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What is a “Garnishment Summons and Disclosure Notice and Exemption Form”

On Behalf of | Jul 24, 2014 | Bankruptcy, Firm News, Judgments

This means that your creditor has served a writ of execution on your bank, and unless the funds are Social Security, in which case the bank is permitted to disregard this pursuant to treasury regulations, the bank will put a freeze on your account, usually assess an administrative fee (about $100), and put the burden on you to claim an appropriate exemption under state law to show why these funds should be returned to you, rather than turned over to the creditor. There are strict time deadlines to respond to this. The most typical claimed exemption, would be the fact that your wages have been deposited within the prior 20 days, in which case you can provide that information, and 75% of that should be returned to you. If you have been on any public assistance, or the source of the money is child support or Social Security, then you should be able to claim it all as exempt. Other sources of funds, such as tax refunds, or gifts or loans from other parties, do not have an appropriate exemption under state law. The documentation that you provide should be sufficient to connect the dots to prove what you are trying to tell them.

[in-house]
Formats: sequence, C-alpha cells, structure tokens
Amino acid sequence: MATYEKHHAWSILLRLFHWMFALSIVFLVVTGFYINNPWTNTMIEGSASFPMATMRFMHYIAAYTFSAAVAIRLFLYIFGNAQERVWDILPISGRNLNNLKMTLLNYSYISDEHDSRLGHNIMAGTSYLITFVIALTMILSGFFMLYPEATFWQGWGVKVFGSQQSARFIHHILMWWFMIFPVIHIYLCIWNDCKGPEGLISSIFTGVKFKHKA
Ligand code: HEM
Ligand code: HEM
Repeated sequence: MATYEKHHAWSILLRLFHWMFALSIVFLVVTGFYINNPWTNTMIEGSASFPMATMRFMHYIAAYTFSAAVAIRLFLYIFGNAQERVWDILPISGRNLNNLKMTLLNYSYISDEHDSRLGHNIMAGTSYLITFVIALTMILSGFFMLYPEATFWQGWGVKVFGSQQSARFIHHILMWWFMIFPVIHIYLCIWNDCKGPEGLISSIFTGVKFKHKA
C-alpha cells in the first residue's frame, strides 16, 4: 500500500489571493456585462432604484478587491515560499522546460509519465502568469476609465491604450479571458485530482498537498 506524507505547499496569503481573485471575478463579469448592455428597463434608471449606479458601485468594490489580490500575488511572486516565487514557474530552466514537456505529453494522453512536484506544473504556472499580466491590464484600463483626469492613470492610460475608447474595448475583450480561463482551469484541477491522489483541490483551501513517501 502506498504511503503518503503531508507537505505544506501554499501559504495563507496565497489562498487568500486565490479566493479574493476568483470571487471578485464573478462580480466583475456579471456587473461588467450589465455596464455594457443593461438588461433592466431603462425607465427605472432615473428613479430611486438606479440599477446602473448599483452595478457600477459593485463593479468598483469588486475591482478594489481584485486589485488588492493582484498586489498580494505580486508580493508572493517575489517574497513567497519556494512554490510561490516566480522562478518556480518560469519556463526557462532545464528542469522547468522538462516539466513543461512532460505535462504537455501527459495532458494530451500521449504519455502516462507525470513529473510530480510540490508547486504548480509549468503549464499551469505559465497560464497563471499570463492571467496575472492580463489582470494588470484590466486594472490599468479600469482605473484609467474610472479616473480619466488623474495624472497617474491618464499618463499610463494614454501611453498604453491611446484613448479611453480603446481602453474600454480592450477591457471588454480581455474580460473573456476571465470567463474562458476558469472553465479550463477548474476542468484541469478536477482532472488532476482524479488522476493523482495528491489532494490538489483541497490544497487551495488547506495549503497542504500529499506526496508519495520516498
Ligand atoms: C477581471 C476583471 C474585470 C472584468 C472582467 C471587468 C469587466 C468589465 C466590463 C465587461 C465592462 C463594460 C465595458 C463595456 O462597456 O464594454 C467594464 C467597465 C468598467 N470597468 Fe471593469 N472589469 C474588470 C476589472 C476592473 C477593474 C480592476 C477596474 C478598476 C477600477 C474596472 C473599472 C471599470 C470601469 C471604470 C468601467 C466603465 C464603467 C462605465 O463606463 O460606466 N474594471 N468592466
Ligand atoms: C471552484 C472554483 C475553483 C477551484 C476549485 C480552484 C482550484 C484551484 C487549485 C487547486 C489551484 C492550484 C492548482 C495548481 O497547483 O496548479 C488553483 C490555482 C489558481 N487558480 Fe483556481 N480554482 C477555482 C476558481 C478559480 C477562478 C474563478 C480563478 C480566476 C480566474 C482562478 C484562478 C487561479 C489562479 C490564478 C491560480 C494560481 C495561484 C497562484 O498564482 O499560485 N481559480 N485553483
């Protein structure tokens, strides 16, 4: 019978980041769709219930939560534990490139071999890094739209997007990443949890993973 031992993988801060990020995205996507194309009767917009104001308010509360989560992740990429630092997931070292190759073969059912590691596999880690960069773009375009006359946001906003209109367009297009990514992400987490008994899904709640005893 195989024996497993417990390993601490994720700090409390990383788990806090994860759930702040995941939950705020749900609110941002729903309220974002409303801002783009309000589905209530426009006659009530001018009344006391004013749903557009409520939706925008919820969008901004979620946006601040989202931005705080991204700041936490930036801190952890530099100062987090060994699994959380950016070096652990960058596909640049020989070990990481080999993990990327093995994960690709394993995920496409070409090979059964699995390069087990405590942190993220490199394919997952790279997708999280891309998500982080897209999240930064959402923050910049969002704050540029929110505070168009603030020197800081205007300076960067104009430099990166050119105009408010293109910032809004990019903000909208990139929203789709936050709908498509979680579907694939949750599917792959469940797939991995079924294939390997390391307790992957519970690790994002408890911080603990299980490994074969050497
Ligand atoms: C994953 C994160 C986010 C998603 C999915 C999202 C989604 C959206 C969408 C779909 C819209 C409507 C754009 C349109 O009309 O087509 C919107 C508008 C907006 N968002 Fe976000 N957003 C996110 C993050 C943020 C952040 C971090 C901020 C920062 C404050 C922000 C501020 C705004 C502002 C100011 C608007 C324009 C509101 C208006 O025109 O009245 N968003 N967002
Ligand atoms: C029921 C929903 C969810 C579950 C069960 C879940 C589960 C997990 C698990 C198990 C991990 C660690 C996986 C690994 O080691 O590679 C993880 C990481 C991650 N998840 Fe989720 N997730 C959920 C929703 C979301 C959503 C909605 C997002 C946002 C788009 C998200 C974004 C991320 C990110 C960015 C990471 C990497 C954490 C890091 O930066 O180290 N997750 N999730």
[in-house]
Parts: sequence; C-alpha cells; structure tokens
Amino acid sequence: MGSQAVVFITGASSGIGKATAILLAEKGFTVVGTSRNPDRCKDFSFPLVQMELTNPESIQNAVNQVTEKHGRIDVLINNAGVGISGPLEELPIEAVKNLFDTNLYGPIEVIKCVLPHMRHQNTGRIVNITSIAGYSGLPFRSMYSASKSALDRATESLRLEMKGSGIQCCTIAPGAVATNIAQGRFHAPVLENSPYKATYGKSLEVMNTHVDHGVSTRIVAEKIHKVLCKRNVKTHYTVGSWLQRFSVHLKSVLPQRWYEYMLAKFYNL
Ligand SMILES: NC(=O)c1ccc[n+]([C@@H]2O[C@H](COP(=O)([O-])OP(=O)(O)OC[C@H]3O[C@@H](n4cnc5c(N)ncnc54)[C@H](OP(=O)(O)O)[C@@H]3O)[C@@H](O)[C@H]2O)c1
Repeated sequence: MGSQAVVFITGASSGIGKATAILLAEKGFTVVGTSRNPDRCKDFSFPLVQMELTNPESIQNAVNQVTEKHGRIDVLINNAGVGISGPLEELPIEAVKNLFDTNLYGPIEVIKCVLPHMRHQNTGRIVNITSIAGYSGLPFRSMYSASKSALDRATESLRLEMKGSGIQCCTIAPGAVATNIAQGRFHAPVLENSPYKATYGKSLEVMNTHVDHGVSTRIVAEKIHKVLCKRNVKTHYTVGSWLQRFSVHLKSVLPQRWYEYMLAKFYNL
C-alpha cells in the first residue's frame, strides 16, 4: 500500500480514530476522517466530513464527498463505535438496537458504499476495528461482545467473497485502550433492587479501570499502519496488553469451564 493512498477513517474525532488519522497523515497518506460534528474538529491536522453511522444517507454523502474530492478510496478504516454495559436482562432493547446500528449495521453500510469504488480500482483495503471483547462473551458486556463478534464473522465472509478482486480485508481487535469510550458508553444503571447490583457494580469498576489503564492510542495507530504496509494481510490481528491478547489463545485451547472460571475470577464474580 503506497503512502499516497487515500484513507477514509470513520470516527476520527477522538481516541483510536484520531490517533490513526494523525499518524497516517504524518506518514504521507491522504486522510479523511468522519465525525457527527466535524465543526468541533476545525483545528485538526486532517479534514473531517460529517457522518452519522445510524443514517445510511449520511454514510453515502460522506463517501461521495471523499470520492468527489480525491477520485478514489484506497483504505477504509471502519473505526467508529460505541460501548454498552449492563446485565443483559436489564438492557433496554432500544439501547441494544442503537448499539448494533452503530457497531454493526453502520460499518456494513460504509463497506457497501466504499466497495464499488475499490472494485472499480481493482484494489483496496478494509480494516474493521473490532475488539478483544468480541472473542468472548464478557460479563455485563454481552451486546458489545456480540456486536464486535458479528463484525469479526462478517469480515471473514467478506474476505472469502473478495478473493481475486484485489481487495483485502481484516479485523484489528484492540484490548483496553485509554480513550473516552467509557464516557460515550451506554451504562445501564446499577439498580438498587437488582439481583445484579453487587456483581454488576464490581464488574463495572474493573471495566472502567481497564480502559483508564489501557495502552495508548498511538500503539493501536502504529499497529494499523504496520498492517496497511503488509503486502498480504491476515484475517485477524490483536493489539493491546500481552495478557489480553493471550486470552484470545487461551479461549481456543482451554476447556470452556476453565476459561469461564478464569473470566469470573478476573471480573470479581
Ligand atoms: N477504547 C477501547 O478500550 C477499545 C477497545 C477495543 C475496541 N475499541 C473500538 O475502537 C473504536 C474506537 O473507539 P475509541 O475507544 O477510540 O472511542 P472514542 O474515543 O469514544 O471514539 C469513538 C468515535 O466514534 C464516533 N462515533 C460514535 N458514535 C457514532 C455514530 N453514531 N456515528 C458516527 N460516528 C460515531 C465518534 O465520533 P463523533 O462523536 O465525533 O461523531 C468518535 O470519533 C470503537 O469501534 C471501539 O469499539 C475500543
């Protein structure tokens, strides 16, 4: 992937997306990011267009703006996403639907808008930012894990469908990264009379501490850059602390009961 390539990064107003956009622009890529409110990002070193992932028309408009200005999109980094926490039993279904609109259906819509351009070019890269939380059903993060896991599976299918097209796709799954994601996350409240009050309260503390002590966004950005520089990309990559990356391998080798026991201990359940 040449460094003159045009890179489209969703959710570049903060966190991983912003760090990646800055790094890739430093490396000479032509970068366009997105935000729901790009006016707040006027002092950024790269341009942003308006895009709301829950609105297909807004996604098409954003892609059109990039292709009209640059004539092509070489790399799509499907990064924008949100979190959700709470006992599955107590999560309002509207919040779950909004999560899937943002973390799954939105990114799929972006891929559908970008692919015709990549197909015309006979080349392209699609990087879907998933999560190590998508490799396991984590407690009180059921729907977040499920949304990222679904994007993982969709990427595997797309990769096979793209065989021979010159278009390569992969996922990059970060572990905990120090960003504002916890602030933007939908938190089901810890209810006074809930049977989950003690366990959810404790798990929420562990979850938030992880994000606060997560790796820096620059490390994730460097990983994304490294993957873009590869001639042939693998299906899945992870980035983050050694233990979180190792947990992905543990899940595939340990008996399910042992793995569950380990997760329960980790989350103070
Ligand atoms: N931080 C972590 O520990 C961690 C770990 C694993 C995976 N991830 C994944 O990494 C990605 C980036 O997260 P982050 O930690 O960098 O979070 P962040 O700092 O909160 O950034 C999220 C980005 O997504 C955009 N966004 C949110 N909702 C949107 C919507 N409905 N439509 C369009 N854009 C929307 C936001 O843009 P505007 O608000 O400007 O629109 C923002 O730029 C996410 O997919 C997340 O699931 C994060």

And once you show them that this was your paycheck, they will know where you work if they don’t know already, and they will likely commence garnishing you. So first and foremost, if there is a judgment against you, you should learn to keep your money out of the bank.

Another possible exemption that you can claim, is that if the funds are in a joint account and were deposited by the other joint account holder, and you can prove that that joint account holder did not give you these funds as a gift, you can protect them from the creditor that way.
A bankruptcy is usually the best way to prevent this from continuing to happen. Moreover, in most cases we can get back all of the money that they have seized from your bank account, even if you were not able to protect it using your state law remedies, as long as we get your case filed within 90 days.